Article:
British savings ratio falls to record low as weak UK GDP growth confirmed at 0.2 per cent in first quarter

 
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Savings have been falling steadily since mid-2015 (Source: Getty)

The UK savings ratio fell to its lowest level on record at the start of the year as government data confirm economic growth slowed.

The proportion of household resources saved fell from 3.3 per cent in the final quarter of 2016 to 1.7 per cent in the first quarter of this year, according to the Office for National Statistics (ONS).

The ONS warned savings data is notoriously volatile, and consumers spending savings can be a sign of confidence in the economy. Nevertheless, economists warned the fall in saving at a time of slow GDP growth is a warning sign for UK economic growth.

Read more: Five charts that show what we learned about the UK economy in June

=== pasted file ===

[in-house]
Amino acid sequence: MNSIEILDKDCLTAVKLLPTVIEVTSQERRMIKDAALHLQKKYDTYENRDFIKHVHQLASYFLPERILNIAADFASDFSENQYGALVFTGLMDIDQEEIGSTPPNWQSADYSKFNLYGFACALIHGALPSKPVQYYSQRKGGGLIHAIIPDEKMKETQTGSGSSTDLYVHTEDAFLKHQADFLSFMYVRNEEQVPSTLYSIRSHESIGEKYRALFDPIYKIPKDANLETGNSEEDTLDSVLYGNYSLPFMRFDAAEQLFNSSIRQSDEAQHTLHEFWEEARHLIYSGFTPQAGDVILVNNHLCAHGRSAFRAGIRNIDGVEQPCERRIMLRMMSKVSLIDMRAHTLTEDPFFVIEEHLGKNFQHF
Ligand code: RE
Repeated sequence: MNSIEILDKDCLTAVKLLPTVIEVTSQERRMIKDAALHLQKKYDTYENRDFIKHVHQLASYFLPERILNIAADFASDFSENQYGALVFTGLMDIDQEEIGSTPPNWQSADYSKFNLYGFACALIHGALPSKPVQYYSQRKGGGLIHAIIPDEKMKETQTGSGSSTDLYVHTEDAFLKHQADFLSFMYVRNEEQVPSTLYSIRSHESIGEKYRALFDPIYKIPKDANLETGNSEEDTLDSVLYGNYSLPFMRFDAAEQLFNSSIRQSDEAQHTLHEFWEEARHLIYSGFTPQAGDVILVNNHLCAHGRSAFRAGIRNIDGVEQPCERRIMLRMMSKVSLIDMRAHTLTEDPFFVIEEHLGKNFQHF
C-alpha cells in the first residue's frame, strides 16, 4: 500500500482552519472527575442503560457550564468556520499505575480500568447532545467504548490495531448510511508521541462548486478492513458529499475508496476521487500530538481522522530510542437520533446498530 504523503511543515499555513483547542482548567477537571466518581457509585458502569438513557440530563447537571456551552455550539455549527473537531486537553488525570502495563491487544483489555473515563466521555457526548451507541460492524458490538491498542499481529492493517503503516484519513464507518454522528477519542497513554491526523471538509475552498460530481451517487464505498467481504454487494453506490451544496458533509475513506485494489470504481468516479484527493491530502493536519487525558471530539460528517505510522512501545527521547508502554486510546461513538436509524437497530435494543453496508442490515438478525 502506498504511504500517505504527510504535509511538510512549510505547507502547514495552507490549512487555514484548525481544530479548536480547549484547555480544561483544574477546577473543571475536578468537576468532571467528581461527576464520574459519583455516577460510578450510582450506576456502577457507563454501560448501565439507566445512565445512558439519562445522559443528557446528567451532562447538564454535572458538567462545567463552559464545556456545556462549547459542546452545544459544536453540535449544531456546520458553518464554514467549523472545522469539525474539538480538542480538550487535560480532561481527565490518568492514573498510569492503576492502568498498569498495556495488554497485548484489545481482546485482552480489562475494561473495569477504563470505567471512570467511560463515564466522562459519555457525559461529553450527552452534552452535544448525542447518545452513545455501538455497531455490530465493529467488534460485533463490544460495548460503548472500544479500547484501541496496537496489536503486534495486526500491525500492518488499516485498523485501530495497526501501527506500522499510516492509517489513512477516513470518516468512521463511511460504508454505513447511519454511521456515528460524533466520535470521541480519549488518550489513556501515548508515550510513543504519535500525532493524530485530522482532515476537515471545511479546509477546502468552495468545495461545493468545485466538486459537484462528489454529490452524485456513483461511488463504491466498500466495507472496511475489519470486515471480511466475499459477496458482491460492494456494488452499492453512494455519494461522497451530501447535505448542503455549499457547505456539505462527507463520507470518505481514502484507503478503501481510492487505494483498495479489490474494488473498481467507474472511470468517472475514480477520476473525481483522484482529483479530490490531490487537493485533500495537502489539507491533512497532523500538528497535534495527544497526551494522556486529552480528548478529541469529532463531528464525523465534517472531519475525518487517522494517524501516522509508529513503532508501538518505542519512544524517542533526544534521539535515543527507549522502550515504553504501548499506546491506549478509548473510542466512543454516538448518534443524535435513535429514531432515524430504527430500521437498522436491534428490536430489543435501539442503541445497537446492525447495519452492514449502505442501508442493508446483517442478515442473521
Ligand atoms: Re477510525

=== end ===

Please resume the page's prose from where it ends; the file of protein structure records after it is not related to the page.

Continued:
Howard Archer, chief economic advisor to the EY ITEM Club, said: “This is not sustainable and fuels the belief that weakened consumer spending is likely to hold back the economy over the coming months.”

The fallings savings ratio likely allowed consumer spending to expand by 0.6 per cent in the quarter, but economists warned the prospects for consumers to run down their savings further to sustain spending may be limited.

“Little scope remains for households to reduce their saving rate further,” said Samuel Tombs, chief UK economist at Pantheon Macroeconomics.

ONS head of GDP Darren Morgan said: “The saving ratio has fallen again this quarter to a new record low, partly as a result of higher tax payments reducing disposable income. Some of the fall could be as a result of the timing of those payments, but the underlying trend is for a continued fall in the saving ratio.”

The latest updates to output figures confirmed meagre economic growth of only 0.2 per cent in the first quarter, while GDP per head, which measures of how much wealthier each Briton is becoming, recorded no growth whatsoever.

Output growth in the services sector, which accounts for nearly 80 per cent of GDP, was revised down by 0.1 percentage points to only 0.2 per cent in the first quarter.

Read more: British consumer confidence takes a big inflation hit

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